A blog by the staff of the Thomas Ford Memorial Library
A couple of years ago I tried to watch The Soloist, a movie about a Los Angeles Times columnist befriending a homeless musician on L.A.’s Skid Row. I was in a jumbo jet somewhere over the Pacific Ocean, and the pervasive engine noise made understanding the dialogue difficult, so I gave up. The beauty of the soundtrack and the images of the character played by Jamie Foxx playing a cello stuck with me. Wanting to get back to the story, I recently downloaded the audiobook The Soloist: A Lost Dream, an Unlikely Friendship, and the Redemptive Power of Music by Steve Lopez to my iPod.
I regret that the audiobook does not also have a soundtrack, for down-on-his-luck ex-Julliard student’s Nathanial Ayers’s beautiful words about Beethoven and Brahms seem to call for a little music to bridge chapters. If I’d have been smart, I would have kept a pad nearby to note the pieces that I wanted to hear. I have no regrets, however, about listening to the fascinating story mixing elements of investigative biography with an examination of mental health care methods. By writing about Ayers in his newspaper, Lopez becomes closely involved in the schizophrenic’s daily life. Feeling that he must not simply exploit Ayers for a story, Lopez strives to hasten his new friend’s rehabilitation, but he learns that his offers of shelter, counseling, and medications only cause the mentally ill man to suspect he will somehow be trapped in an institution. Ayers explodes in angry profanity as often as he praises the classical music masters.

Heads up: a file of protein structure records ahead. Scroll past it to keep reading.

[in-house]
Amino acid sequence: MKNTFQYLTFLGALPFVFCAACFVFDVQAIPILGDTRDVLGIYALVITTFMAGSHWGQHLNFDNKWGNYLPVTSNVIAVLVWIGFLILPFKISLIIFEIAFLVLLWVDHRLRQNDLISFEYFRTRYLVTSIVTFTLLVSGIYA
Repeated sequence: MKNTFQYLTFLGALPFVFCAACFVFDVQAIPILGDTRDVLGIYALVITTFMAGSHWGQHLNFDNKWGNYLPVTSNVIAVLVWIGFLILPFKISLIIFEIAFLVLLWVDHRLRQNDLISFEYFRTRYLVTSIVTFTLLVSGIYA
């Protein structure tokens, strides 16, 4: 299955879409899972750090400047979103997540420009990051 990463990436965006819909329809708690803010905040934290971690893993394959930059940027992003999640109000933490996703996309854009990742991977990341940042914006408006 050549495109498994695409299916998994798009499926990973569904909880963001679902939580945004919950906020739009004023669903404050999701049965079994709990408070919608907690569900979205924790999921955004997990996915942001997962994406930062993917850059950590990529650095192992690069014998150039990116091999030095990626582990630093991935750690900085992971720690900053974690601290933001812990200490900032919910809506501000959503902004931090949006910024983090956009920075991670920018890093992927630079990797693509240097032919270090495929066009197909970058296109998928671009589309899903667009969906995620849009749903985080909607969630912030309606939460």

What keeps Lopez on Ayers’s better side is his ability to get donated instruments and sheet music for the talented man. The reporter also arranges visit to Walt Disney Concert Hall, surprising close to Skid Row, and reintroduce Ayers to his former Julliard classmate Yo-Yo Ma. Patience and persistence win the day but do not really supply a happy ending. The quality of Ayers’s days varies greatly from day to day. The story does not really end. A sequel is conceivable. In the meantime, The Soloist is a fine book for a reader who enjoys complex characters. – Review by Rick